The Maritime History of the Great Lakes
Brothers (Schooner), aground, 14 Feb 1845

Full Text

VESSEL SUPPOSED TO BE LOST - On Friday the 14th. instant, the schooner BROTHERS, left Niagara for Toronto, with about 12 persons on board, since which she has not been heard of. The weather has been so tempestous that the TRANSIT steamer, lying in harbor, would not go out, the captain of the BROTHERS however, thinking he could weather it, started and when last seen was labouring in a field of ice.
      Since writing the above, we have learned that the vessel has been found on her beam ends and foremast gone, about 25 miles from Niagara on the American shore. But not a soul on board, the probibility is that all have perished. - British Canadian.
      Kingston News
      Thursday, February 27, 1845

      . . . . .
The schooner " BROTHERS," a small vessel about ten or twenty tons, which had been running occasionally across the lake during the winter, has we lament to learn, been lost with all hands on board. On Friday the l4th.inst. she left Niagara with a cargo, and about 12 or 15 passengers. The day was stormy and the sea ran so high, and there was so much drift ice on the lake that the steam packet TRANSIT would not venture to cross. On the Sabbath following, two farmers living on the lake shore in Niagara County, found a small schooner, dismantled and keel upper-most, driven ashore among the ice, a total loss and not one soul being saved to tell the sad tale of suffering and death..
      Toronto Examiner
      February 26, 1845

      . . . . .
A lake legend has persisted through the years of golden -haired Peggy Yorkshire, and her lover, who was second mate on a schooner. Peggy's father, Jack Yorkshire, was a port Credit fisherman who lived in the outermost cottage on a point of' land that once jutted into the lake at the west river bank, which is now under water(1967). .The date was February l3th.1845, and navigation on the lake was open late that year. Steamers from Toronto to Niagara were known to unload passengers on the ice in Toronto Bay for transport to shore by horse drawn sleighs. Peggy's lover, who had promised to be back in Port Credit for Valintines Day, was on the South Shore on Feb. l5th., his ship frozen in the ice. He rode a sleigh to Niagara with some of the crew hoping that the steamer TRANSIT would take then to Toronto. But the TRANSIT would not set out the ice being too uncertain, however the schooner "BROTHERS" was due to cross that night and the sailors booked passage on her.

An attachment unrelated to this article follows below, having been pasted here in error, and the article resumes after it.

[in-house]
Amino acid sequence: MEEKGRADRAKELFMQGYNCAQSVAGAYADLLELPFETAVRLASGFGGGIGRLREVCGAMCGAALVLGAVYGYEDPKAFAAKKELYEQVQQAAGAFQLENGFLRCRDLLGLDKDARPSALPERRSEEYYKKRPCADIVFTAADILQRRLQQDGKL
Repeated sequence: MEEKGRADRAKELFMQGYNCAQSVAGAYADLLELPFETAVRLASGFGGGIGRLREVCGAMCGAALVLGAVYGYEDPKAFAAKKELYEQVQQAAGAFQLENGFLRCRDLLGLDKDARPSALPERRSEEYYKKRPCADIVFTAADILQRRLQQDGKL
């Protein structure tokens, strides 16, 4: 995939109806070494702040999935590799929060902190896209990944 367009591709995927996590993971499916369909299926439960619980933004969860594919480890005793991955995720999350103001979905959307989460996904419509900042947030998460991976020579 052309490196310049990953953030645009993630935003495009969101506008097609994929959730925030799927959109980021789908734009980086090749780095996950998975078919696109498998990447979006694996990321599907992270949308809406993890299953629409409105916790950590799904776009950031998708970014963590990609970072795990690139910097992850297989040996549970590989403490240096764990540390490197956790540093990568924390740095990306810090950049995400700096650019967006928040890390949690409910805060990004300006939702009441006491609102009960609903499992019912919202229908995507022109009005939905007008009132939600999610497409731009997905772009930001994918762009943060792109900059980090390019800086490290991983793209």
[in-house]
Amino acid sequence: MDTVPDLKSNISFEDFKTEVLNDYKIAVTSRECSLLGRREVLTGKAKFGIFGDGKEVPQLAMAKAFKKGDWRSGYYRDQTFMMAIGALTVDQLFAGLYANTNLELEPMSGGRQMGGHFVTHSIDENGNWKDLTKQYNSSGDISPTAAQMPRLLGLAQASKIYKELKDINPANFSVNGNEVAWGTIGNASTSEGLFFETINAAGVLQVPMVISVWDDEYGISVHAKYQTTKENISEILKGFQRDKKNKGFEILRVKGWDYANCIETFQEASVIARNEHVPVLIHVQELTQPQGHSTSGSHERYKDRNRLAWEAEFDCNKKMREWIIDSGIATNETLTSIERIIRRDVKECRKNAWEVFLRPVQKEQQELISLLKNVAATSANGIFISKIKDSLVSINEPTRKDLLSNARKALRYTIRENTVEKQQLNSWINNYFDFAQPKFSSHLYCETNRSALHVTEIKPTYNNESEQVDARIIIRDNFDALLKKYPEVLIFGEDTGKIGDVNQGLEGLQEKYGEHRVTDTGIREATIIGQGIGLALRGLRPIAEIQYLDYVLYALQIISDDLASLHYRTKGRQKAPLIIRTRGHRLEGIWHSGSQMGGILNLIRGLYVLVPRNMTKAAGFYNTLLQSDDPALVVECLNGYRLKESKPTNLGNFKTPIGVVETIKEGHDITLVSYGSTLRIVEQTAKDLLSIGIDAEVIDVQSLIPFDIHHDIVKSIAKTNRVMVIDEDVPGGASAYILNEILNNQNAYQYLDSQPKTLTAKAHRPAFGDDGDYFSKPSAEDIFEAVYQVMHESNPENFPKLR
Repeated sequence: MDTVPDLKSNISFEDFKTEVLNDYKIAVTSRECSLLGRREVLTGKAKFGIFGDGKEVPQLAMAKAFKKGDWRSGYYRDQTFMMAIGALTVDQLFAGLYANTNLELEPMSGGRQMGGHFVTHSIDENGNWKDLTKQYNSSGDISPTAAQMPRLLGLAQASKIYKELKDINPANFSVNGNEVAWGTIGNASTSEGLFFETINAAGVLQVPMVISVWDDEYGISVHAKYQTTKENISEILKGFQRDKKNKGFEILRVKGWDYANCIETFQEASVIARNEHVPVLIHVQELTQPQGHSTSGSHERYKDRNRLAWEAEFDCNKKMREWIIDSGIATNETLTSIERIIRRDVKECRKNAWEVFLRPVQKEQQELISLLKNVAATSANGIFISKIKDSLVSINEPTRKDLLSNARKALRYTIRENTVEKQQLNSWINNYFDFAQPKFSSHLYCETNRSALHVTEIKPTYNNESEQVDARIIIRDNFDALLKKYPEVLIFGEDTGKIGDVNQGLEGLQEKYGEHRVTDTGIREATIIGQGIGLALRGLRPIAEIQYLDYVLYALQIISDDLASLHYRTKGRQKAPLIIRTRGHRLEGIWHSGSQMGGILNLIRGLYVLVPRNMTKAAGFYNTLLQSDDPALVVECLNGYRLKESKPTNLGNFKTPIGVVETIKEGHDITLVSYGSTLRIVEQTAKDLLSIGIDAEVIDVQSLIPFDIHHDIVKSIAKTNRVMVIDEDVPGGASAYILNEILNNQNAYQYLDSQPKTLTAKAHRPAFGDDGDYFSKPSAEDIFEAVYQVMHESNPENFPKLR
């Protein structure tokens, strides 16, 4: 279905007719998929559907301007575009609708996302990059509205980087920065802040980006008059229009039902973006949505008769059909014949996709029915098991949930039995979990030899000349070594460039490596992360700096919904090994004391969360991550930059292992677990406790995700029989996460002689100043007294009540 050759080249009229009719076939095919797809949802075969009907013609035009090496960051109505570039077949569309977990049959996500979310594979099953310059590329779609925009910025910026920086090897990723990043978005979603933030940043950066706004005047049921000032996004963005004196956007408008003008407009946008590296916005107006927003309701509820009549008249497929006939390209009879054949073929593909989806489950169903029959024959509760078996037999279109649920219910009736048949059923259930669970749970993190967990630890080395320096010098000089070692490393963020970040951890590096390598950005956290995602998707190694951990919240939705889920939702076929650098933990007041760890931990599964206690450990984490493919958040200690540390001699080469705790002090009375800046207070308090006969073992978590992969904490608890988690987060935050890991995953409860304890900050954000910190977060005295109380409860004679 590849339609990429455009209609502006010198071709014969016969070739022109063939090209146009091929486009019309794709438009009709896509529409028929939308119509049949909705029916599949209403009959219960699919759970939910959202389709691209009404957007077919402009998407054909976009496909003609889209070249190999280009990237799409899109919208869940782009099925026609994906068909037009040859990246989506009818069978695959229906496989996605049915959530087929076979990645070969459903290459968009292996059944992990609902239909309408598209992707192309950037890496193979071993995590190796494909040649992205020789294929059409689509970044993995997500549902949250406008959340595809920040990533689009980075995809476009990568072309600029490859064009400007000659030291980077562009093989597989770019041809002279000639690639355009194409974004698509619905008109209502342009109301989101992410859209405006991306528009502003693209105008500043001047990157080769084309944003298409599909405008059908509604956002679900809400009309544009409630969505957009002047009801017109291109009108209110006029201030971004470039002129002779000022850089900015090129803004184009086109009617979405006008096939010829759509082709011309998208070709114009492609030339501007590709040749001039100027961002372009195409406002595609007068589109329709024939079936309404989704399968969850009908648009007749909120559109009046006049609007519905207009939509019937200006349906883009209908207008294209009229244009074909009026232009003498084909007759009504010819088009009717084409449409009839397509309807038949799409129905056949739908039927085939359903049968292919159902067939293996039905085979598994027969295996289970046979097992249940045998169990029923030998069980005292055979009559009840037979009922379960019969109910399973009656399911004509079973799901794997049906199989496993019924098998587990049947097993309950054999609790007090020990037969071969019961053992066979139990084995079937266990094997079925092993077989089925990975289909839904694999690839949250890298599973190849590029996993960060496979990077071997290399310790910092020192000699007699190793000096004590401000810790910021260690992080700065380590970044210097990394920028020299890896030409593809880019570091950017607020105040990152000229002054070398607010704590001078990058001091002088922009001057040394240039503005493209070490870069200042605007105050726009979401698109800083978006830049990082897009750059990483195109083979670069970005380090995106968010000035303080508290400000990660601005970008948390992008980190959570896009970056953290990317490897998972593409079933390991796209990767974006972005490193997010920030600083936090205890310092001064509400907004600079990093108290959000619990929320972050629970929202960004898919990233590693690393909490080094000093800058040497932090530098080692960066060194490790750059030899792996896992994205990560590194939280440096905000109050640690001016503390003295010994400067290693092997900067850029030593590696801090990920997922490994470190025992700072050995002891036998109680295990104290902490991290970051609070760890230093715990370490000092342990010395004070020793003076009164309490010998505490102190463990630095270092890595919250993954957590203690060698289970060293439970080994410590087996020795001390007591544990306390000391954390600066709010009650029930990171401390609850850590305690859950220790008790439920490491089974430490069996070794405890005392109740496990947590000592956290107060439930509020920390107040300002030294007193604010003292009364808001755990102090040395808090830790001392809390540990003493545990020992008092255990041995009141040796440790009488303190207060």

Out sailed the "BROTHERS" in the early morning, but was soon drifting helplessly in the ice chocked lake. At three the next day the BROTHERS was still becalmed, in sight of the south shore, there was no wind, that was the last the BROTHERS was seen again, for a fog enclosed her, and later the wind began to blow.
Peggy's lover got across the lake, his frozen body was washed up on the beach, weeks later, almost in front of Peggy's home.
      by Betty Clarkson

      . . . . .

      After the war of 1812-1815 John & Charles Mclntosh owned a schooner called the BROTHERS, John died in 1853 and Charles wno was Captain of the steamer COBOURO died. of cholera in 1834. -- addition -- John was Captain of the'Brothers' in 1832
      from the TOWN OF YORK
      by Edith G.Firth
      footnote pp.133
NOTE -- Same vessel ?????????

Media Type:
Item Type:
Reason: aground
Lives: 12
Remarks: ?
Date of Original:
Local identifier:
Language of Item:
Geographic Coverage:
  • New York, United States
    Latitude: 43.33783 Longitude: -78.71476
William R. McNeil
Copyright Statement:
Copyright status unknown. Responsibility for determining the copyright status and any use rests exclusively with the user.
Maritime History of the Great Lakes
WWW address
Powered by / Alimenté par VITA Toolkit

My favourites lets you save items you like, tag them and group them into collections for your own personal use. Viewing "My favourites" will open in a new tab. Login here or start a My favourites account.

Brothers (Schooner), aground, 14 Feb 1845